Cattle prices have been sliding lower, since a two-week reversal developed in early April. This reversal pattern identified a quick halt to the rally after cattle prices climbed to an unprecedented historical high of $122.875.
This chart formation indicates a change in direction and can occur at the top or bottom of a market. This two-week reversal is especially prominent because it materialized at a new high for the move. On the first week, the market established a new high for the recent rally and closed very strong at the high of the week.
Prices opened slightly higher the following week, but failed to make additional upside progress as increased selling occurred early in the week and prices began to turn back down. By week’s end, the market dropped and settled around the preceding week’s low. Follow-through weakness verified the reversal pattern.
Market psychology: The two-week reversal identifies a complete change in market outlook. In the first week, the longs (market participants who had purchased a futures contract on the expectation of higher prices) are content with their long positions. The market’s performance is encouraging and validates its outlook for greater profits.
The second week’s activity takes its toll on traders as it’s a complete turnaround from the preceding week and without a doubt shakes the confidence of those who are still long the market. The immediate outlook for prices is abruptly put in question, so longs respond to weakening prices by exiting the market. Some sell to protect profits and others sell to cut their losses.
This increased selling accelerates the drop in prices. This was evident when prices gapped lower through the lower boundary (A) of the uptrending channel.
Gaps are areas on the price chart where no trading has occurred. The gap (A) illustrated in the accompanying chart is the result of the market opening lower, so it’s described as a downside gap.
This particular gap is referred to as a breakaway gap because it materialized soon after the completion point of the reversal formation. Its appearance provides additional confirmation of the two-week reversal pattern’s validity. Seldom will prices fail to do what is expected when pattern completion is followed by a breakaway gap.
This breakaway gap was especially significant for predicting additional weakness because it occurred as prices broke below a major line of support, which was the lower boundary (A) of the uptrending channel.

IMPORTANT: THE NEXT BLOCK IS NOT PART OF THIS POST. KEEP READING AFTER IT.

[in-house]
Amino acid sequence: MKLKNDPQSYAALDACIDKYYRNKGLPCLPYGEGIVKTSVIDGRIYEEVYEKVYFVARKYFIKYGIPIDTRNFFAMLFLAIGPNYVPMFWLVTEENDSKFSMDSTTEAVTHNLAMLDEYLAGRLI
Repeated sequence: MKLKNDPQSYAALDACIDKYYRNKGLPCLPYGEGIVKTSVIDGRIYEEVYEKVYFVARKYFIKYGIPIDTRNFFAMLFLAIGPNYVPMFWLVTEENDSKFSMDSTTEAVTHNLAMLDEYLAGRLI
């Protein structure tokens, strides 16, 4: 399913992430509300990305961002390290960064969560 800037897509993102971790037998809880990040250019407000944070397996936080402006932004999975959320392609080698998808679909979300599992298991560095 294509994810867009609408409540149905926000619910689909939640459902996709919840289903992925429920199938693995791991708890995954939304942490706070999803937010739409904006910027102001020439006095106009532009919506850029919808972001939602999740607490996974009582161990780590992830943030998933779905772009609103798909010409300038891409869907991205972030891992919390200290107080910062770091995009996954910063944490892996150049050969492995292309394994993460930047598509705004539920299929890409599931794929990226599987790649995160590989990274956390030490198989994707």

The penetration of this trendline is a particularly strong indication of a trend change of at least intermediate proportions because following a top formation, in which an uptrend line of significant duration has been decisively penetrated by the price gapping away from both the trendline and pattern, thus forming a breakaway gap — well, it just couldn’t be better technically.
In short, the probability of a valid trend turn is increased when a number of technically significant events occur at or near the same point in time.
If you’re getting the notion that you must constantly search the charts for as many clues as possible, you’re absolutely right. The more evidence one can muster to support a technical conclusion, the more reliable that conclusion is apt to be.
Just as the charts gave traders an insight that cattle prices would realign to a new higher trading range, the fundamental long term outlook for cattle prices has grown more positive due to herd liquidation.
However, just as technical analysis forecasted the recent downturn in prices, the short term fundamental factors have grown bearish since the cool wet weather delayed the onset of the barbecue season.
Cattle prices have a seasonal tendency to firm up in the summer when demand returns and the present buildup of boxed beef is drawn down.
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— David Drozd is president and senior market analyst for Winnipeg-based Ag-Chieve Corp. The opinions expressed are those of the writer and are solely intended to assist readers with a better understanding of technical analysis. Visit Ag-Chieve online for information about grain marketing advisory services, or call us toll free at 1-888-274-3138 for a free consultation.